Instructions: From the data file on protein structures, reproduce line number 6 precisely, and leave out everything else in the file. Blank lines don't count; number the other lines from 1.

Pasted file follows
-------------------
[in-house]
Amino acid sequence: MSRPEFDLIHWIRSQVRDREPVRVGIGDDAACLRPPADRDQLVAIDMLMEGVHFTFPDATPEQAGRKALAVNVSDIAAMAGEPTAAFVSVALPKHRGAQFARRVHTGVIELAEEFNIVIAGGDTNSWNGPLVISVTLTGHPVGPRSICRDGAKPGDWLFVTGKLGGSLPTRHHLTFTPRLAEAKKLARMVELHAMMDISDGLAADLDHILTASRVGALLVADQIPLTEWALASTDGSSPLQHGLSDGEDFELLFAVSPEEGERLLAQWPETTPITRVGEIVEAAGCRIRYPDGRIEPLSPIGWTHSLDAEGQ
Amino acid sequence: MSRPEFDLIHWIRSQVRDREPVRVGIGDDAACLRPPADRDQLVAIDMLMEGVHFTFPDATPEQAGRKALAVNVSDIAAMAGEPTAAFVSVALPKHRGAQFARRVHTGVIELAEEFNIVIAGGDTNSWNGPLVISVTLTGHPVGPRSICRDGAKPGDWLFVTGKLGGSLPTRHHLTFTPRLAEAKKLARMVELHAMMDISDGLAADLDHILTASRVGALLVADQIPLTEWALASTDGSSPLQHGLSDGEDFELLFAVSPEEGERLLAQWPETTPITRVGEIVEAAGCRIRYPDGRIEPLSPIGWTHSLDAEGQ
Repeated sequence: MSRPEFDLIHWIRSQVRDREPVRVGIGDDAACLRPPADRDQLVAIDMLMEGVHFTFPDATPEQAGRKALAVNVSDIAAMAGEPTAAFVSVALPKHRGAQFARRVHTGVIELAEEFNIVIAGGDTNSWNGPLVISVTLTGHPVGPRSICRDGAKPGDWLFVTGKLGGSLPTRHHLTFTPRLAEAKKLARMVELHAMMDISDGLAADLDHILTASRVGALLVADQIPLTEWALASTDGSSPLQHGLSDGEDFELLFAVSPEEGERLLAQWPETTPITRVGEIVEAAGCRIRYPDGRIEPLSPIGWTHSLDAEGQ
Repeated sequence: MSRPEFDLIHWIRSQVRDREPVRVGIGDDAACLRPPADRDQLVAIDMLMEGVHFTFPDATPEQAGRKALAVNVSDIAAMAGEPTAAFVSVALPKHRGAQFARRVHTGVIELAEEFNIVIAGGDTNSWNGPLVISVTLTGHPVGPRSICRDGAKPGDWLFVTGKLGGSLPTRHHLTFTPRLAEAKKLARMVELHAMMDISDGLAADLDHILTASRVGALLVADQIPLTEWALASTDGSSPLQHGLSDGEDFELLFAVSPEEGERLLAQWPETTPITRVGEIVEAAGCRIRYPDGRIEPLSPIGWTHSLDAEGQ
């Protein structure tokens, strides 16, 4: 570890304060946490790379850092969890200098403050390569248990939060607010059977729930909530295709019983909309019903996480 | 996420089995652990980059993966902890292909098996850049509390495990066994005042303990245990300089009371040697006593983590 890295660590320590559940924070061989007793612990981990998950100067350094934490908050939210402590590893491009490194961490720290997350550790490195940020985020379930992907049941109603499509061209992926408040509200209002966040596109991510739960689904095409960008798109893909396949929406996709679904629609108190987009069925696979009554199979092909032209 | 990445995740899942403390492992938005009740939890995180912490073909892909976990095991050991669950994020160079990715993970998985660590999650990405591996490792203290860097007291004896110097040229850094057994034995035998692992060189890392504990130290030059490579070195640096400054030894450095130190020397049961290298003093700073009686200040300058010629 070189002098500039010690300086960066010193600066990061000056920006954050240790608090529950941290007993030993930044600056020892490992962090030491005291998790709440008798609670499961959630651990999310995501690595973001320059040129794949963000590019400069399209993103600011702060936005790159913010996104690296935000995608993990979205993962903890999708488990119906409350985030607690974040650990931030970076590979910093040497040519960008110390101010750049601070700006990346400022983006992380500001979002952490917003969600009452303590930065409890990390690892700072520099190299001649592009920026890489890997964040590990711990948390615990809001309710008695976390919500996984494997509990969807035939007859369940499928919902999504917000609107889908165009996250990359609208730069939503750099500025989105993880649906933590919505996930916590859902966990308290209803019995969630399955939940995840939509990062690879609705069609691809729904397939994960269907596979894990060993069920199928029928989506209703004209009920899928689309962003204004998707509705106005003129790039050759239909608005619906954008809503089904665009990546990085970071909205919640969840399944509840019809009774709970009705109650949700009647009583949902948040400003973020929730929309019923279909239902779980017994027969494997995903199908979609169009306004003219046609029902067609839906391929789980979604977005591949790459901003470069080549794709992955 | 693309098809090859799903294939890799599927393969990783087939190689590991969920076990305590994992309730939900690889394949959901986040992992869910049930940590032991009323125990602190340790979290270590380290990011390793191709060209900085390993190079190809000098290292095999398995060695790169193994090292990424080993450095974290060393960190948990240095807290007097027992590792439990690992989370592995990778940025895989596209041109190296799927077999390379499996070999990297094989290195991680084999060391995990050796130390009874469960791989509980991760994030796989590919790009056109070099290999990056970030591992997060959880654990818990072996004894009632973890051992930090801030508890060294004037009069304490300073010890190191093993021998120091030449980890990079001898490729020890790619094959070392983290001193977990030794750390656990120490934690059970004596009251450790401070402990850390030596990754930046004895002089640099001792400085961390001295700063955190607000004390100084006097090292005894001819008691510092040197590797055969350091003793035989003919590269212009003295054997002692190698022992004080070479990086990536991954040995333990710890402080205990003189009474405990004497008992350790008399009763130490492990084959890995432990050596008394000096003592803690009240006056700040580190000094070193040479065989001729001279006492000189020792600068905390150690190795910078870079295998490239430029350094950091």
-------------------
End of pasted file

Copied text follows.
């Protein structure tokens, strides 16, 4: 570890304060946490790379850092969890200098403050390569248990939060607010059977729930909530295709019983909309019903996480 | 996420089995652990980059993966902890292909098996850049509390495990066994005042303990245990300089009371040697006593983590 890295660590320590559940924070061989007793612990981990998950100067350094934490908050939210402590590893491009490194961490720290997350550790490195940020985020379930992907049941109603499509061209992926408040509200209002966040596109991510739960689904095409960008798109893909396949929406996709679904629609108190987009069925696979009554199979092909032209 | 990445995740899942403390492992938005009740939890995180912490073909892909976990095991050991669950994020160079990715993970998985660590999650990405591996490792203290860097007291004896110097040229850094057994034995035998692992060189890392504990130290030059490579070195640096400054030894450095130190020397049961290298003093700073009686200040300058010629 070189002098500039010690300086960066010193600066990061000056920006954050240790608090529950941290007993030993930044600056020892490992962090030491005291998790709440008798609670499961959630651990999310995501690595973001320059040129794949963000590019400069399209993103600011702060936005790159913010996104690296935000995608993990979205993962903890999708488990119906409350985030607690974040650990931030970076590979910093040497040519960008110390101010750049601070700006990346400022983006992380500001979002952490917003969600009452303590930065409890990390690892700072520099190299001649592009920026890489890997964040590990711990948390615990809001309710008695976390919500996984494997509990969807035939007859369940499928919902999504917000609107889908165009996250990359609208730069939503750099500025989105993880649906933590919505996930916590859902966990308290209803019995969630399955939940995840939509990062690879609705069609691809729904397939994960269907596979894990060993069920199928029928989506209703004209009920899928689309962003204004998707509705106005003129790039050759239909608005619906954008809503089904665009990546990085970071909205919640969840399944509840019809009774709970009705109650949700009647009583949902948040400003973020929730929309019923279909239902779980017994027969494997995903199908979609169009306004003219046609029902067609839906391929789980979604977005591949790459901003470069080549794709992955 | 693309098809090859799903294939890799599927393969990783087939190689590991969920076990305590994992309730939900690889394949959901986040992992869910049930940590032991009323125990602190340790979290270590380290990011390793191709060209900085390993190079190809000098290292095999398995060695790169193994090292990424080993450095974290060393960190948990240095807290007097027992590792439990690992989370592995990778940025895989596209041109190296799927077999390379499996070999990297094989290195991680084999060391995990050796130390009874469960791989509980991760994030796989590919790009056109070099290999990056970030591992997060959880654990818990072996004894009632973890051992930090801030508890060294004037009069304490300073010890190191093993021998120091030449980890990079001898490729020890790619094959070392983290001193977990030794750390656990120490934690059970004596009251450790401070402990850390030596990754930046004895002089640099001792400085961390001295700063955190607000004390100084006097090292005894001819008691510092040197590797055969350091003793035989003919590269212009003295054997002692190698022992004080070479990086990536991954040995333990710890402080205990003189009474405990004497008992350790008399009763130490492990084959890995432990050596008394000096003592803690009240006056700040580190000094070193040479065989001729001279006492000189020792600068905390150690190795910078870079295998490239430029350094950091």